As promised, what follows in this new set of blog posts is an accounting of info I found on machine stitching with specialty threads as applied during the creation of “Bright Delight” – with a few extra tidbits thrown in for good measure.
Interested? Read on!
Who hasn’t been tempted to buy a spool or two of those lovely specialty threads?
Such eye popping glittery glam about the size of a lipstick bursting with promises of inspirational fantasies yet to be created:
Metallics cry out to be used!
If the price is right – say, a 2 for 1 sale – they fairly leap their way into a quilter’s shopping basket ready and willing to be experimented with once brought back to one’s sewing space.
And then again, who hasn’t been foiled* by those very same enticing spools?
Machine stitching with these beauties ain’t easy, but they can be tamed for use by everyday quilters like you and like me with a few tricks and tweeks.
It all starts with an understanding of the basic properties of these specialty threads and then progresses towards mastery of their usage.
*yep, pun intended!
All threads consist of fiber strands wrapped around a central core. In specialty threads, the core determines the stretchiness of the overall thread itself.
- Rayon core metallics – no stretch
- Polyester or nylon core metallics – various levels of stretchiness
In general, metallics are made by wrapping slivers of metal foil or tinsel around one of those core types. As a final product, metallics aren’t very strong and break easily.
In addition, metallics have a greater propensity towards curling, twisting and tangling than other threads. The basic drape of a thread as it comes off the spool can range from straight, slighty wavy, tangled, or curly like an old-fashioned landline telephone cord! Different manufacturing methods, brands and quality of workmanship all contribute to these variances in threads – affecting specialty and metallics to a significant degree.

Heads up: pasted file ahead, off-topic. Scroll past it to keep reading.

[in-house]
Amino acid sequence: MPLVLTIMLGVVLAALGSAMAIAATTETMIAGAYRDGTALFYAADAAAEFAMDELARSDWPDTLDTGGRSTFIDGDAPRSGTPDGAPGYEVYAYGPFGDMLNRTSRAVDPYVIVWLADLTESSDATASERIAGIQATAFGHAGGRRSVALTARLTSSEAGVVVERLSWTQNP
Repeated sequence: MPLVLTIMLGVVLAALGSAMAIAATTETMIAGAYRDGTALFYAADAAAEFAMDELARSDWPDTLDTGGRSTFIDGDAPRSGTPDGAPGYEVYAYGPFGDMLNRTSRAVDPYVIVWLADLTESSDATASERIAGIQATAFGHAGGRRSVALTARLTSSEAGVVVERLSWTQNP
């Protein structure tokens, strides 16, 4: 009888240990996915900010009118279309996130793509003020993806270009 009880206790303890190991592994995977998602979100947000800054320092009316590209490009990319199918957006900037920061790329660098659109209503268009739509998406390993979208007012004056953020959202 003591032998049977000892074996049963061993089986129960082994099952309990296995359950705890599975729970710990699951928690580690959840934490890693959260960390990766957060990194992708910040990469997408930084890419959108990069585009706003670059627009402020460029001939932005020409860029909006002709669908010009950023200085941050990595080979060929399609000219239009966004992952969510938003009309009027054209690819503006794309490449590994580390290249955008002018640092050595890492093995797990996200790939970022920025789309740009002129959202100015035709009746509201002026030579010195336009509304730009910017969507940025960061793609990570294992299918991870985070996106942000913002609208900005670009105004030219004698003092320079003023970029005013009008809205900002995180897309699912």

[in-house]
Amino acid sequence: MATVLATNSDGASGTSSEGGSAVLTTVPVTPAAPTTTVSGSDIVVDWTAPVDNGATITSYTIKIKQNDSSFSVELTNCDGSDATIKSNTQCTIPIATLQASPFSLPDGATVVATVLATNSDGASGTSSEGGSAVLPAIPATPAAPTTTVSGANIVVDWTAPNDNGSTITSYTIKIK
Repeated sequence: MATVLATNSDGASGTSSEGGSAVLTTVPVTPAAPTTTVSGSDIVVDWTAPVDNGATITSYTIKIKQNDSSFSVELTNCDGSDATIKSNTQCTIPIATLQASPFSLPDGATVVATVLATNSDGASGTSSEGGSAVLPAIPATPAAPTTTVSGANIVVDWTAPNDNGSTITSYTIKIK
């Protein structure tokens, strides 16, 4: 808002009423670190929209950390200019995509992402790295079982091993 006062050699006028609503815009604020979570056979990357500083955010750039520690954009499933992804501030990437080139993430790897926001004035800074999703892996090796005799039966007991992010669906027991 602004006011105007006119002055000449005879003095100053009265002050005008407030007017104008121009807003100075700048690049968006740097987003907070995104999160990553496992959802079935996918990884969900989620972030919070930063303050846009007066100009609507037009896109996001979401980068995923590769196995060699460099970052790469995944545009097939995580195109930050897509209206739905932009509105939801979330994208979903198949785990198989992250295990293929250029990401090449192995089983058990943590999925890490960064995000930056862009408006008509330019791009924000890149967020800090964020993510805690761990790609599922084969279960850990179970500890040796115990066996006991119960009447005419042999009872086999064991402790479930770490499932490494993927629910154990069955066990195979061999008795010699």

Interestingly, the diameter of the spool on which the specialty thread is wound is the most determining factor in the amount of ‘thread memory’ affecting ease of use. ‘Thread memory’ refers to the thread’s permanent wave that tends towards twisting when coming off a spool.
Because metallics ‘keep their coil’ they sew better from a larger spool than from the more tightly wound skinny spools commonly sold in retail stores. And yes, the photo at the head of this post is of several skinny spools of metallic threads I do indeed possess! However, I used an ‘old’ spool of copper metallic thread from my thread stash on my Bright Delight African wall-hanging here recently. Of unknown origin & brand, it also happened to be wound on a larger diameter spool…here’s to the wisdom of the 1990s!
Now quilters, as thrifty, recycling types, I know you are wondering what to do with all those ‘bad’ skinny spools of metallic threads. Seems counter intuitive, but they can be used in the bobbin! ‘Bad’ metallics work well in that application since tension and twisting are not an issue in the bobbin. Furthermore, they can be used with most any type of upper thread.
Of course, rule #1 on sewing with these threads – whether in the bobbin or as an upper thread – is to Sew Slow.
In any case, a special machine set-up for sewing with metallics and specialty threads is essential for successful stitching and will be discussed in greater detail in my next installment: Working with Metallic Threads 2.
(For a nice recap overview of metallic thread characteristics go here)